Wednesday, February 19, 2014

Conflicts in the Thar

At sunset, the Thar desert is golden and the colours are surreal. It reminds you of a water-colour painting.

This is a group of female neelgai antelope with young ones.
I clicked this photo at the Samsaara Desert Camp near Jodhpur.
We were ooh-ing and aah-ing when our guide explained to us that the neelgai were a major threat to his farm crop (millet and mustard are grown in the Thar, apart from many other things). 

Mustard crop in the desert terrain, typically seen in winter
The negative feeling in our guide's voice was clear: he did not like the neelgai. His tone made me stop and think about man-animal conflict, and how groups of people who traditionally have coexisted with animals are now losing their tolerance. Traditionally the neelgai has not been hunted in India because it is believed that this is a type of cow. But attitudes are changing.
A farmer with small land holding near Jodhpur.
I met him on my last visit, he explained his
crop cycle to me.
I don't blame farmers for disliking the neelgai. Life is precarious in the desert, and farming is not easy. Once the crop is sown, it must be guarded from being eaten, which is of course, taxing for small farmers (since the labour usually is sourced entirely from the farmer's family).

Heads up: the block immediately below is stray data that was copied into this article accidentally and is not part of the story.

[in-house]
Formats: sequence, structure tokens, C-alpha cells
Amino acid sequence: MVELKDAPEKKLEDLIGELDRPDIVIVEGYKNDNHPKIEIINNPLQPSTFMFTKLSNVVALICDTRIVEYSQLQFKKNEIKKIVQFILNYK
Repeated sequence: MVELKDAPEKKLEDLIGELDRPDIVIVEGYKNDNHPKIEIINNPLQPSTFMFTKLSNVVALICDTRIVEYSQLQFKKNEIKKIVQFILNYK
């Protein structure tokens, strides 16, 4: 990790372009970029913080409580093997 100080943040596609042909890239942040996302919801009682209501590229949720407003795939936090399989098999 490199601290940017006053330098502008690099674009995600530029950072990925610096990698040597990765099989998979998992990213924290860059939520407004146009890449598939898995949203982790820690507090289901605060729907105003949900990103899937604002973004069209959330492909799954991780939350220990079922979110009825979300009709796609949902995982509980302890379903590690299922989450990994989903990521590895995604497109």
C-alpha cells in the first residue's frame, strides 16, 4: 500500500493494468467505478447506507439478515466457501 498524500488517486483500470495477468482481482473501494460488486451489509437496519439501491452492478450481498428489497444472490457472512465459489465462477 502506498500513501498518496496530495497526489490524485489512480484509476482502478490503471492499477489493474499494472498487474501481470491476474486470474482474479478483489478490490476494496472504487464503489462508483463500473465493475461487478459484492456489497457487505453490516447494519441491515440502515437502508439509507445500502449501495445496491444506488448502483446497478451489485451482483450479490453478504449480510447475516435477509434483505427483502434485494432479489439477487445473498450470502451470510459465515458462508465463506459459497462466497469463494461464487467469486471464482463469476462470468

Farmer's family taking mid-day meal break in the field.
Farming is largely manual labour, it is back-breaking work.
Unfortunately, there is no systematic, nation-wide approach towards managing man-animal conflict. The root causes of the problem are well known: widespread loss of natural habitat and food sources, changes in land use and cropping patterns, cutting off of wildlife corridors, and so on.

What is to be done? We need comprehensive policies that treat land in a holistic manner irrespective of state boundaries; we need to think about our 'development' model. We need to reduce the population growth rate, so that whatever progress we make is not eaten away by the huge new numbers. 

None of it is easy.